Each of this pair of large, hollow silver anklets is beautifully decorated with chasing and applique work and are among the finest examples of this style of anklet that we have encountered.
They are likely to have their origin in Zanzibar on the Swahili Coast of East Africa. They are similar to examples that were worn in Oman, and are believed to be based on similar examples worn in Western India. The Zanzibar origin is suggested by their provenance (they were accompanied by a pair of silver-clad shoes that almost certainly are from Zanzibar) and the designs on the faces of each anklet is of a scrolling tree-of-life motif which emerges from a pot or vase, rather than a more staid, restrained scheme based on abstract geometric motifs which would be more typical of what would be seen on similar Omani anklets.
Certainly such examples are known to have been collected in Zanzibar (see Ginzberg, 2000, p. 220).
The sides of the anklets are similarly decorated with leafy scrolling and borders of flowers.
The anklets are hinged and open when a central silver bolt is removed.
The tree-of-life motif is often encountered in Zanzibar woodcarving, particularly in and around the elaborate wooden doors to important houses in the island’s capital Stone Town, and in other nearby towns.
Zanzibar was at first ruled as an effective colony of the sultans of Oman but as the island became wealthier because of the trade in ivory, gold, spices, timber and slaves, the Omani court relocated to this new commercial centre of dominions. Over time, Oman grew relatively impoverished and an administrative after-thought whilst Zanzibar continued to prosper. In a sense, Oman almost was ruled as a colony of Zanzibar. This shift in commercial and political power was reflected in the jewellery and other arts. The jewellery of the Arab population of Zanzibar was essentially Omani but with some local twists. It is likely that silver and goldsmiths operated in Zanzibar – it would have been surprising if this was not the case given the growing wealth of its commercial trading elite and the fact that the Oman court had relocated there. These smiths seemed to have made jewellery in the Omani tradition but with some local augmentation, or modified jewellery that had been produced in Oman, to suit local tastes. The island’s ethnic make-up was diverse and so other influences are likely to have made their impact on local material culture including jewellery design. Quite apart from expatriate Omanis and other Arabs who resided in Zanzibar, there were the local Swahili Africans, but also a rich mix of other trading groups such as Parsis, Indian Khojas and Bhoras, Hindu Indians, Christian Goans and Ceylonese.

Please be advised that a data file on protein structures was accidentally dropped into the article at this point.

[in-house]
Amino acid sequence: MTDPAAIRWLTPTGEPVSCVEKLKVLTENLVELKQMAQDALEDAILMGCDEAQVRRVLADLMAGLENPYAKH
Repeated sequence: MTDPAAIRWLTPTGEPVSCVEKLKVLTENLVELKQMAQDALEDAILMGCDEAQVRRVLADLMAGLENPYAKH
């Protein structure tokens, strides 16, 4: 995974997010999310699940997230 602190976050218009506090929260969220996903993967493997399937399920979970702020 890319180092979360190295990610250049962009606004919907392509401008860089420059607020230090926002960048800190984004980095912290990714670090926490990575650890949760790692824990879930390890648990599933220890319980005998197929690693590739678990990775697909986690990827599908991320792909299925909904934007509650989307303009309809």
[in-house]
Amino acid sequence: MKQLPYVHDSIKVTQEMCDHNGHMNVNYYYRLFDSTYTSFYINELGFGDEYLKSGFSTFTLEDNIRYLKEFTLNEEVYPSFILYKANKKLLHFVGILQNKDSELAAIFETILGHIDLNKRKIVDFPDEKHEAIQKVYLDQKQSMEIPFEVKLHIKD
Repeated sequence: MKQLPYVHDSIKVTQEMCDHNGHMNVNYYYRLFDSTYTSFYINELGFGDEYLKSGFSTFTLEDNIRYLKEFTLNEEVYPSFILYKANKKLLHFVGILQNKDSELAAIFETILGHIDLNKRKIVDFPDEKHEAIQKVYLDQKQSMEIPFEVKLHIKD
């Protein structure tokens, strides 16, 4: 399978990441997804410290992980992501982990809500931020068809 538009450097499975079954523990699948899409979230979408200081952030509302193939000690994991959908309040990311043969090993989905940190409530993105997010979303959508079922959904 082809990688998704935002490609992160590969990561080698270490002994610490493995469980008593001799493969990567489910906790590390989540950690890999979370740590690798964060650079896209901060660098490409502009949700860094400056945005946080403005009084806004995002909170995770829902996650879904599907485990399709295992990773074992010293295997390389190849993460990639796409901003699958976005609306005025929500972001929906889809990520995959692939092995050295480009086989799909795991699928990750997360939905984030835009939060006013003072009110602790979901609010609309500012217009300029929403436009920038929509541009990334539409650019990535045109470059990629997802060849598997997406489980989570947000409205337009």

The pair of anklets here are in excellent condition.
Above: A wooden lintel above a door in Stone Town, Zanzibar. It is carved with an elaborate, scrolling tree-of-life motif that is reminiscent of the motifs on the faces of the anklets.
(Photograph, Michael Backman.)
Dale, G., The Peoples of Zanzibar: Their Customs and Religious Beliefs, The Universities’ Mission to Central Africa, 1920.
Forster, A., Disappearing Treasures of Oman, Archway Books, 1998.
Ginzberg, M., African Forms, Skira, 2000.
Meier, P. & A. Pupura (eds.), World on the Horizon: Swahili Arts Across the Indian Ocean, Krannert Art Museum/Kinkead Pavilion, 2017.
Norris, M., & P. Shelton, Oman Adorned: A Portrait in Silver, Apex Publishing, 1997.
Utracht, O., Traditional Jewelry of India, Thames & Hudson, 1997.
Rajab, J.S., Silver Jewellery of Oman, Tareq Rajab Museum, 1998.